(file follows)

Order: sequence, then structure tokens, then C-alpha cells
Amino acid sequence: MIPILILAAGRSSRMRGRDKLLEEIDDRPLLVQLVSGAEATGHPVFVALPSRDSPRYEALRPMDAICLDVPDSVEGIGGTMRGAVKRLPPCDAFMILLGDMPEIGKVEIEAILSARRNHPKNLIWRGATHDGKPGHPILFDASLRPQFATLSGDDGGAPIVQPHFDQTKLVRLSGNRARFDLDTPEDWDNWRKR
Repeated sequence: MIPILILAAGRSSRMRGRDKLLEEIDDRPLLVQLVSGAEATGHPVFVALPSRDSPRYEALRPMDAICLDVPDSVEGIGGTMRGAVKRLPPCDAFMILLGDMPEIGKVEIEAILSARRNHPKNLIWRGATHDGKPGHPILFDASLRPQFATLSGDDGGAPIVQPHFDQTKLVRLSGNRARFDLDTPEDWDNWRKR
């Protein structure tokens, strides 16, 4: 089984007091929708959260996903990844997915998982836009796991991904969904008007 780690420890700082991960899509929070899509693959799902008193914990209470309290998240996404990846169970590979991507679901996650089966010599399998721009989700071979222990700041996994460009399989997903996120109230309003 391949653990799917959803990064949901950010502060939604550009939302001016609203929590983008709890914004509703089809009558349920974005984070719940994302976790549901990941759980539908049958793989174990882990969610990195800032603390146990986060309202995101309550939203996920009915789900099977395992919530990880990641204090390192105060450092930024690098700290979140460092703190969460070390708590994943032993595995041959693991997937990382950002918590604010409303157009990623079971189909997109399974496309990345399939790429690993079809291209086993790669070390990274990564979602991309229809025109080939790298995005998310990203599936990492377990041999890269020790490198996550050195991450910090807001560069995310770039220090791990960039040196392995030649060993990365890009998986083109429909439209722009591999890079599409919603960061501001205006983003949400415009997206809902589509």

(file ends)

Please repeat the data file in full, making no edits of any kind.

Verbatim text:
Order: sequence, then structure tokens, then C-alpha cells
Amino acid sequence: MIPILILAAGRSSRMRGRDKLLEEIDDRPLLVQLVSGAEATGHPVFVALPSRDSPRYEALRPMDAICLDVPDSVEGIGGTMRGAVKRLPPCDAFMILLGDMPEIGKVEIEAILSARRNHPKNLIWRGATHDGKPGHPILFDASLRPQFATLSGDDGGAPIVQPHFDQTKLVRLSGNRARFDLDTPEDWDNWRKR
Repeated sequence: MIPILILAAGRSSRMRGRDKLLEEIDDRPLLVQLVSGAEATGHPVFVALPSRDSPRYEALRPMDAICLDVPDSVEGIGGTMRGAVKRLPPCDAFMILLGDMPEIGKVEIEAILSARRNHPKNLIWRGATHDGKPGHPILFDASLRPQFATLSGDDGGAPIVQPHFDQTKLVRLSGNRARFDLDTPEDWDNWRKR
């Protein structure tokens, strides 16, 4: 089984007091929708959260996903990844997915998982836009796991991904969904008007 780690420890700082991960899509929070899509693959799902008193914990209470309290998240996404990846169970590979991507679901996650089966010599399998721009989700071979222990700041996994460009399989997903996120109230309003 391949653990799917959803990064949901950010502060939604550009939302001016609203929590983008709890914004509703089809009558349920974005984070719940994302976790549901990941759980539908049958793989174990882990969610990195800032603390146990986060309202995101309550939203996920009915789900099977395992919530990880990641204090390192105060450092930024690098700290979140460092703190969460070390708590994943032993595995041959693991997937990382950002918590604010409303157009990623079971189909997109399974496309990345399939790429690993079809291209086993790669070390990274990564979602991309229809025109080939790298995005998310990203599936990492377990041999890269020790490198996550050195991450910090807001560069995310770039220090791990960039040196392995030649060993990365890009998986083109429909439209722009591999890079599409919603960061501001205006983003949400415009997206809902589509």